The key to pushing the Enterprise Architecture envelope, then, is the ability to import models from all across the federal public sector and make them available to the general public and academia. It might be possible to do this in more than one tool featured in the Gartner or Forrester top-of-market contenders. I’m proposing using the tool I’ve been using for the last decade and which I’ve seen successfully used by federal projects for this exact purpose: Sparx Systems Enterprise Architect, version 15. It will embrace not only EA models created in almost any framework and exchanged via NIEM, but will also contain project management artifacts unifying two of the four envelopes right out of the box.
Prior to version 15, there was a Lite version that was freely available while limited to read-only. Now they’ve taken another step by making their models available with only a browser. I mentioned above that a general-purpose example was available online. When you visit the demo site, you’ll see this dialog. Select the “EA Example – Full” and select the kind of device you’ll be using to see the complete example: mobile, tablet, or desktop.
Once selected, you’ll arrive at the Getting Started page where you’ll see the broad array of model types that can be displayed. To see the Enterprise Architecture models, select that tile to display an even larger array of diagram types supported by the models. The Frameworks tile shows you examples of the most common EA frameworks that are supported including ArchiMate, TOGAF (The Open Group Architecture Framework), and the Zachman Framework from which the Common Approach was based.
While encouraging all federal projects to adopt and adapt their architectures to the Federal Enterprise Architecture Framework, using NIEM they can export an XML file that the Federal CIO’s office can use to import the architecture into a central database of such models. This will scale to the entire federal government because Sparx uses either an Oracle or SQL Server database to contain such models. Similar to the Select Model dialog box shown here, there could instead be a comprehensive list of such models available for public examination.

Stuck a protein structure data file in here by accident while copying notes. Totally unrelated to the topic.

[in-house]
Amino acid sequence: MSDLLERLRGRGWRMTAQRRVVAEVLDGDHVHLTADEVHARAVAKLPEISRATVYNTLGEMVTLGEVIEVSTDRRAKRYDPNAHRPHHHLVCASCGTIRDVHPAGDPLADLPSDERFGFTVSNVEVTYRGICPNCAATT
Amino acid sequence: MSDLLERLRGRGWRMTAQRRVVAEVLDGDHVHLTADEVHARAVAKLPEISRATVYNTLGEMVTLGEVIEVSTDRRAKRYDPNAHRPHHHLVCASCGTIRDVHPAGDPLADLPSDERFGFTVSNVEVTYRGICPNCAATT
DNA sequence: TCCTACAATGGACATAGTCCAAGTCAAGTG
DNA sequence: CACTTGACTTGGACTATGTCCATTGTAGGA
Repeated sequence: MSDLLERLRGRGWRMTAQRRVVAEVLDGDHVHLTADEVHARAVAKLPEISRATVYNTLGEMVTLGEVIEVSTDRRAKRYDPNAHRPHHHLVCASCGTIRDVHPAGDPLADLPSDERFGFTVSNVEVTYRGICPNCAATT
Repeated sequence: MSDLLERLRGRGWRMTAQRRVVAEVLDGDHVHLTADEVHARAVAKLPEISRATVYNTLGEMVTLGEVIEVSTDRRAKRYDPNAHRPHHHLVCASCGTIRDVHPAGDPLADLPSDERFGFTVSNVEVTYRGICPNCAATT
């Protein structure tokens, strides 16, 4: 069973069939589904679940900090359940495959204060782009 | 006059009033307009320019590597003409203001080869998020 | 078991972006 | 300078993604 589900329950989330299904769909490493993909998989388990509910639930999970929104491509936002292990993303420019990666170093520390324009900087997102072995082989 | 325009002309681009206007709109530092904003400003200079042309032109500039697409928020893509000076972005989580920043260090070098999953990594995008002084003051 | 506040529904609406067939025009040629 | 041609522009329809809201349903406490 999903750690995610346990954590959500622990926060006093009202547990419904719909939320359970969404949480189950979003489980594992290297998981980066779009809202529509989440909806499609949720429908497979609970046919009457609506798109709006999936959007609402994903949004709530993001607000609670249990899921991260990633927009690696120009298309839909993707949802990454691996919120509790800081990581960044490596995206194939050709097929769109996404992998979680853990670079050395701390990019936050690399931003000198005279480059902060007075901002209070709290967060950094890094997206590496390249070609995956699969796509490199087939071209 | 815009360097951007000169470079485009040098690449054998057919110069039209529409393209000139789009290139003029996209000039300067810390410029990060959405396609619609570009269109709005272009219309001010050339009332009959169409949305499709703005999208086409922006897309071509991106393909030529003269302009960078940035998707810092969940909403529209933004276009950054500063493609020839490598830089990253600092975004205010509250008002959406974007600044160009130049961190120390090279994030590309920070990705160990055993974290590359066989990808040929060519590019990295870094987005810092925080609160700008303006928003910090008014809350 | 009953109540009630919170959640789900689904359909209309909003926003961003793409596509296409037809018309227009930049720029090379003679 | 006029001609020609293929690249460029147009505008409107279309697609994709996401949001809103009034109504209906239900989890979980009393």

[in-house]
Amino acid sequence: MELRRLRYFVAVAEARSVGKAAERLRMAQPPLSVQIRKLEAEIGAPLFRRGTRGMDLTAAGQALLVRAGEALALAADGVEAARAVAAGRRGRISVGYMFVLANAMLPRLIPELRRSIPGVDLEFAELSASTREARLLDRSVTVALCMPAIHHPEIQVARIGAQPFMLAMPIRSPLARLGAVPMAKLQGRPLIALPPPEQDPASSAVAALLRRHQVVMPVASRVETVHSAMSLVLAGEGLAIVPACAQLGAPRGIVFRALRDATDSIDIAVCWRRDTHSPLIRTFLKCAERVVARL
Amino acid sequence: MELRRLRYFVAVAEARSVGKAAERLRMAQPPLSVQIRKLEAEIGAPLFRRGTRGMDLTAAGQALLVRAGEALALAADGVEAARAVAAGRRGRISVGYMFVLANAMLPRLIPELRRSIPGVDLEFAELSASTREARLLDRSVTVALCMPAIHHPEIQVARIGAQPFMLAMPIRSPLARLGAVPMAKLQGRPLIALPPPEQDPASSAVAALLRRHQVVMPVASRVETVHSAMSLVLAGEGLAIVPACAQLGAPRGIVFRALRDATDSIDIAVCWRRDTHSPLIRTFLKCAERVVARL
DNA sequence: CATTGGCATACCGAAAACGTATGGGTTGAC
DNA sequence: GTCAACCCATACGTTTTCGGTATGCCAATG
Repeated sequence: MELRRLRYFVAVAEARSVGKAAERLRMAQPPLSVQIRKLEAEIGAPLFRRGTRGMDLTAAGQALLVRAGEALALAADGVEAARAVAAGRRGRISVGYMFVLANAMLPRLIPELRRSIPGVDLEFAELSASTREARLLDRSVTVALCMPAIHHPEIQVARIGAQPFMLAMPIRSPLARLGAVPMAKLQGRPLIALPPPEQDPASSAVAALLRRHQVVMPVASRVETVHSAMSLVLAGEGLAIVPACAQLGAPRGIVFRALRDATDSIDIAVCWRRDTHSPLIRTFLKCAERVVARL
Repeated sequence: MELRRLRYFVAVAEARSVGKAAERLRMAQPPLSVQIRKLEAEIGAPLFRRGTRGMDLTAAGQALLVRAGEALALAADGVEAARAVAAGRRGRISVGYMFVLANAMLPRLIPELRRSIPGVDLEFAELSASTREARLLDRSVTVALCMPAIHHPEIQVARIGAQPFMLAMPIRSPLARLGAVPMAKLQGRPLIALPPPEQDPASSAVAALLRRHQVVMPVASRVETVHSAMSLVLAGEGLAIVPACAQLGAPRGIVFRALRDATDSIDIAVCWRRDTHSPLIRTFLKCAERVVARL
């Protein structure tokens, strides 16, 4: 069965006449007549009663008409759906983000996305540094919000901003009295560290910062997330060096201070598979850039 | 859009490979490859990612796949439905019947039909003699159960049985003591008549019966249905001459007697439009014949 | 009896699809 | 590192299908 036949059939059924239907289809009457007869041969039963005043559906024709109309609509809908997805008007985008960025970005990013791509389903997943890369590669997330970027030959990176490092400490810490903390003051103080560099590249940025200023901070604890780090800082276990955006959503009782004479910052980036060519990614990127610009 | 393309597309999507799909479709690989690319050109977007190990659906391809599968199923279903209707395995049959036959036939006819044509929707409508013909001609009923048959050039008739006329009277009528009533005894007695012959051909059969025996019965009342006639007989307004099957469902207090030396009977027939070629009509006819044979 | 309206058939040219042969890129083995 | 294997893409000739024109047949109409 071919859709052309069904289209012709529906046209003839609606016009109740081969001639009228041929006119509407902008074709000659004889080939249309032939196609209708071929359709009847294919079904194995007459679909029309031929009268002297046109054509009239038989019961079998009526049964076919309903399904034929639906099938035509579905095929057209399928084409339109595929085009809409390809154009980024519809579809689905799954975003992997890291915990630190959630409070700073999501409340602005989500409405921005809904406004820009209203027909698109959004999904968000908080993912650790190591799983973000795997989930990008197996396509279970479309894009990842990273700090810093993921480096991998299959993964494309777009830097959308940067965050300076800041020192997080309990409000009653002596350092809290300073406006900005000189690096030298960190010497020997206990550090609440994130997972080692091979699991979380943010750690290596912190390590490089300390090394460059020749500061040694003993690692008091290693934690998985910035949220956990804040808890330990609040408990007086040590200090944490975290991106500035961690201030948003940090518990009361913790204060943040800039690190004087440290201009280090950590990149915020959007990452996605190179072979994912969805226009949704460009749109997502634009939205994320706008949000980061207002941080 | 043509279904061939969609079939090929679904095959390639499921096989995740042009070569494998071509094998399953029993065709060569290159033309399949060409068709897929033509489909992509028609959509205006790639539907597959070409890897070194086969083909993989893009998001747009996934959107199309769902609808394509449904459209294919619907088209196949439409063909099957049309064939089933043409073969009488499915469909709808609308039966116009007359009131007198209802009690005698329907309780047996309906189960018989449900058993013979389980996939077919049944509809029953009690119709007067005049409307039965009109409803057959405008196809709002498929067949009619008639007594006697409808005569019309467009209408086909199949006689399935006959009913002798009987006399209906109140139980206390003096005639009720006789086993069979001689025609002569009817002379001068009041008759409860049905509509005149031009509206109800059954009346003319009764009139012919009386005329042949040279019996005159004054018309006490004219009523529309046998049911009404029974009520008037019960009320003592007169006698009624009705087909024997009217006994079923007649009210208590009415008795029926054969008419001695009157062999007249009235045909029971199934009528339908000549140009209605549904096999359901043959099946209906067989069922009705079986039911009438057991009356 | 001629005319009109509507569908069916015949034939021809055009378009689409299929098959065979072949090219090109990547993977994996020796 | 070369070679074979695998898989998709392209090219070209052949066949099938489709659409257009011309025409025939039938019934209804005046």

Wrapping it up
We’ve now looked at two of the four envelopes: project management and enterprise architecture. We covered not only how federal enterprise architecture was supposed to work, but how it failed because it became an afterthought instead of a driver of strategic planning. We covered the relevant models and how their reference models were specified in the Federal Enterprise Architecture Framework and how the Collaborative Planning Methodology provided the missing methodology.
We then looked at the kind of tool that could bring it all together and make it available for a much more collaborative and transparent approach to enterprise architecture – what the EA Envelope was designed to do.
Next week we’ll move on to the third envelope: User Experience Modeling – the cornerstone of the I’ll-know-it-when-I-see-it methodology.
A retired naval officer, Richard Warren entered public service in 2009. He holds the PMI Project Management Professional, Risk Management Professional, and Agile Certified Practitioner certifications and currently serves on their Federal Sector Executive Roundtable and other PMI executive roles. He also holds the Federal Acquisition Certification in Program and Project Management at the expert level. He was a founding member of the U.S. Digital Service at the request of the Federal Chief Enterprise Architect and the Obama administration.